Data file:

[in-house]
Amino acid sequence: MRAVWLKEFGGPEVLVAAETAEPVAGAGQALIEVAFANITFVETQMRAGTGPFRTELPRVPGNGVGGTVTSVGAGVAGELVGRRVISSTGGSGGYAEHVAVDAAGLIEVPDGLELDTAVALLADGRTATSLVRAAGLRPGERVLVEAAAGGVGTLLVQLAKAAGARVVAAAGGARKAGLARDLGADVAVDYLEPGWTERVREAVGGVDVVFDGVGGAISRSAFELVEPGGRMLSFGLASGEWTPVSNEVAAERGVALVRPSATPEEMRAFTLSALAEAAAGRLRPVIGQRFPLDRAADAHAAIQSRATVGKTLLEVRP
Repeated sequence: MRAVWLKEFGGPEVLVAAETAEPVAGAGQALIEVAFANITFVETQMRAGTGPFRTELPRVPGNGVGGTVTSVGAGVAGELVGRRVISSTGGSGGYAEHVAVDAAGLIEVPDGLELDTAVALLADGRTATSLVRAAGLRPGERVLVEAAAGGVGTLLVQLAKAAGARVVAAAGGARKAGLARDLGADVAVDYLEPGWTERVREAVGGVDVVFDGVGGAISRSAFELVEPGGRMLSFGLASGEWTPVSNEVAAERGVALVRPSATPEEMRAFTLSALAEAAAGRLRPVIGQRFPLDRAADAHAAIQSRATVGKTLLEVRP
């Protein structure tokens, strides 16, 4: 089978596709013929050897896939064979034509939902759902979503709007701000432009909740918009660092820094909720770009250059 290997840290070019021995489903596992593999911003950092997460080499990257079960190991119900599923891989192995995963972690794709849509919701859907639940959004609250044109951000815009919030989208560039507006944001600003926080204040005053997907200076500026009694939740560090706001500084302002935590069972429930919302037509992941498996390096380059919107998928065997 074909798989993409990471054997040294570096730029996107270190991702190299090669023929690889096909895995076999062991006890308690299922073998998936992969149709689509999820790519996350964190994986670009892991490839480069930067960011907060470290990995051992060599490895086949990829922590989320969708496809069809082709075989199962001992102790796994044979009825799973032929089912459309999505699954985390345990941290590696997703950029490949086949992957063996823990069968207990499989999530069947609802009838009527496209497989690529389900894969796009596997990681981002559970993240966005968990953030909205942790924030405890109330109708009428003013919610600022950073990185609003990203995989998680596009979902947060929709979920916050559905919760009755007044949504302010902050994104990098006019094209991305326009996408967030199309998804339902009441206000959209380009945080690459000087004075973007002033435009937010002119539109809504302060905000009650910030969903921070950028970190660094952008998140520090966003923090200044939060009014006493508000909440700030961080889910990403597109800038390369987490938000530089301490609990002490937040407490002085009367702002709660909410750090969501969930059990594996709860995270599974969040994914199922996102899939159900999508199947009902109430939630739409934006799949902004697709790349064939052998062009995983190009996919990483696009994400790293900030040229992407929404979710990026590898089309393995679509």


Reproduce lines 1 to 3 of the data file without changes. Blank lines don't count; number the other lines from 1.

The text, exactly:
[in-house]
Amino acid sequence: MRAVWLKEFGGPEVLVAAETAEPVAGAGQALIEVAFANITFVETQMRAGTGPFRTELPRVPGNGVGGTVTSVGAGVAGELVGRRVISSTGGSGGYAEHVAVDAAGLIEVPDGLELDTAVALLADGRTATSLVRAAGLRPGERVLVEAAAGGVGTLLVQLAKAAGARVVAAAGGARKAGLARDLGADVAVDYLEPGWTERVREAVGGVDVVFDGVGGAISRSAFELVEPGGRMLSFGLASGEWTPVSNEVAAERGVALVRPSATPEEMRAFTLSALAEAAAGRLRPVIGQRFPLDRAADAHAAIQSRATVGKTLLEVRP
Repeated sequence: MRAVWLKEFGGPEVLVAAETAEPVAGAGQALIEVAFANITFVETQMRAGTGPFRTELPRVPGNGVGGTVTSVGAGVAGELVGRRVISSTGGSGGYAEHVAVDAAGLIEVPDGLELDTAVALLADGRTATSLVRAAGLRPGERVLVEAAAGGVGTLLVQLAKAAGARVVAAAGGARKAGLARDLGADVAVDYLEPGWTERVREAVGGVDVVFDGVGGAISRSAFELVEPGGRMLSFGLASGEWTPVSNEVAAERGVALVRPSATPEEMRAFTLSALAEAAAGRLRPVIGQRFPLDRAADAHAAIQSRATVGKTLLEVRP